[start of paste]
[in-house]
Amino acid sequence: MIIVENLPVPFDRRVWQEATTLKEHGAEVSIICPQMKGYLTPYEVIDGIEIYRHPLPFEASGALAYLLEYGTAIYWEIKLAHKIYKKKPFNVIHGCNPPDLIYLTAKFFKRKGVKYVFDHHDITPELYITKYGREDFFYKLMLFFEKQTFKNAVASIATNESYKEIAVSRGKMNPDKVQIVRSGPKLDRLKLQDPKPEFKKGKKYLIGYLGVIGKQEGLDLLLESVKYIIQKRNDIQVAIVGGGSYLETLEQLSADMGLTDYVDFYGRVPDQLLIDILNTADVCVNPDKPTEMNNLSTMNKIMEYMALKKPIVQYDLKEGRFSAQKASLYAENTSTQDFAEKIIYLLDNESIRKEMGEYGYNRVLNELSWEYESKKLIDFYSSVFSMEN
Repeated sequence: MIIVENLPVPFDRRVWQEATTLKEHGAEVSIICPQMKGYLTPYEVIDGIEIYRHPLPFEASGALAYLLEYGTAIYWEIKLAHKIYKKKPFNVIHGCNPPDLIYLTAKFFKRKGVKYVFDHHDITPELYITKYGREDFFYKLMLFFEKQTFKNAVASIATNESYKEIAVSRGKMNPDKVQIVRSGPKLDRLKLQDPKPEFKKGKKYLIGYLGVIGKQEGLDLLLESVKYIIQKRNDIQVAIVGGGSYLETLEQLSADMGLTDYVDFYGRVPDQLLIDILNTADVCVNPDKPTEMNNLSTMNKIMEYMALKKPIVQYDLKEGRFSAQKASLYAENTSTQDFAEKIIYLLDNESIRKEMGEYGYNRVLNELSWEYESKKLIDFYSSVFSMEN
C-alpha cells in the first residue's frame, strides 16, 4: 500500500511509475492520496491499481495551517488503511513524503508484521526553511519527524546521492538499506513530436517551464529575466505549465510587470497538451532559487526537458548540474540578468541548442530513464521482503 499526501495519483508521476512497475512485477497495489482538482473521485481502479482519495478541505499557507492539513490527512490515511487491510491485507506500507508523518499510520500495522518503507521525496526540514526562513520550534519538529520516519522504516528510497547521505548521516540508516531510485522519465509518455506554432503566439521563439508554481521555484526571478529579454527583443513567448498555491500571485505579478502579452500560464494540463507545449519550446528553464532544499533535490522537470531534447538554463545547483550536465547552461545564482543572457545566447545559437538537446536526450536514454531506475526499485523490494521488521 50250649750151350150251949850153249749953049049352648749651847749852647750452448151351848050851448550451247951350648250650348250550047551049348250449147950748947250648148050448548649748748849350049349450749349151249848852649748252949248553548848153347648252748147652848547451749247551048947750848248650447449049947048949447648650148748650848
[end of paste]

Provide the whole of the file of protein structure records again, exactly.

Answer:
[in-house]
Amino acid sequence: MIIVENLPVPFDRRVWQEATTLKEHGAEVSIICPQMKGYLTPYEVIDGIEIYRHPLPFEASGALAYLLEYGTAIYWEIKLAHKIYKKKPFNVIHGCNPPDLIYLTAKFFKRKGVKYVFDHHDITPELYITKYGREDFFYKLMLFFEKQTFKNAVASIATNESYKEIAVSRGKMNPDKVQIVRSGPKLDRLKLQDPKPEFKKGKKYLIGYLGVIGKQEGLDLLLESVKYIIQKRNDIQVAIVGGGSYLETLEQLSADMGLTDYVDFYGRVPDQLLIDILNTADVCVNPDKPTEMNNLSTMNKIMEYMALKKPIVQYDLKEGRFSAQKASLYAENTSTQDFAEKIIYLLDNESIRKEMGEYGYNRVLNELSWEYESKKLIDFYSSVFSMEN
Repeated sequence: MIIVENLPVPFDRRVWQEATTLKEHGAEVSIICPQMKGYLTPYEVIDGIEIYRHPLPFEASGALAYLLEYGTAIYWEIKLAHKIYKKKPFNVIHGCNPPDLIYLTAKFFKRKGVKYVFDHHDITPELYITKYGREDFFYKLMLFFEKQTFKNAVASIATNESYKEIAVSRGKMNPDKVQIVRSGPKLDRLKLQDPKPEFKKGKKYLIGYLGVIGKQEGLDLLLESVKYIIQKRNDIQVAIVGGGSYLETLEQLSADMGLTDYVDFYGRVPDQLLIDILNTADVCVNPDKPTEMNNLSTMNKIMEYMALKKPIVQYDLKEGRFSAQKASLYAENTSTQDFAEKIIYLLDNESIRKEMGEYGYNRVLNELSWEYESKKLIDFYSSVFSMEN
C-alpha cells in the first residue's frame, strides 16, 4: 500500500511509475492520496491499481495551517488503511513524503508484521526553511519527524546521492538499506513530436517551464529575466505549465510587470497538451532559487526537458548540474540578468541548442530513464521482503 499526501495519483508521476512497475512485477497495489482538482473521485481502479482519495478541505499557507492539513490527512490515511487491510491485507506500507508523518499510520500495522518503507521525496526540514526562513520550534519538529520516519522504516528510497547521505548521516540508516531510485522519465509518455506554432503566439521563439508554481521555484526571478529579454527583443513567448498555491500571485505579478502579452500560464494540463507545449519550446528553464532544499533535490522537470531534447538554463545547483550536465547552461545564482543572457545566447545559437538537446536526450536514454531506475526499485523490494521488521 50250649750151350150251949850153249749953049049352648749651847749852647750452448151351848050851448550451247951350648250650348250550047551049348250449147950748947250648148050448548649748748849350049349450749349151249848852649748252949248553548848153347648252748147652848547451749247551048947750848248650447449049947048949447648650148748650848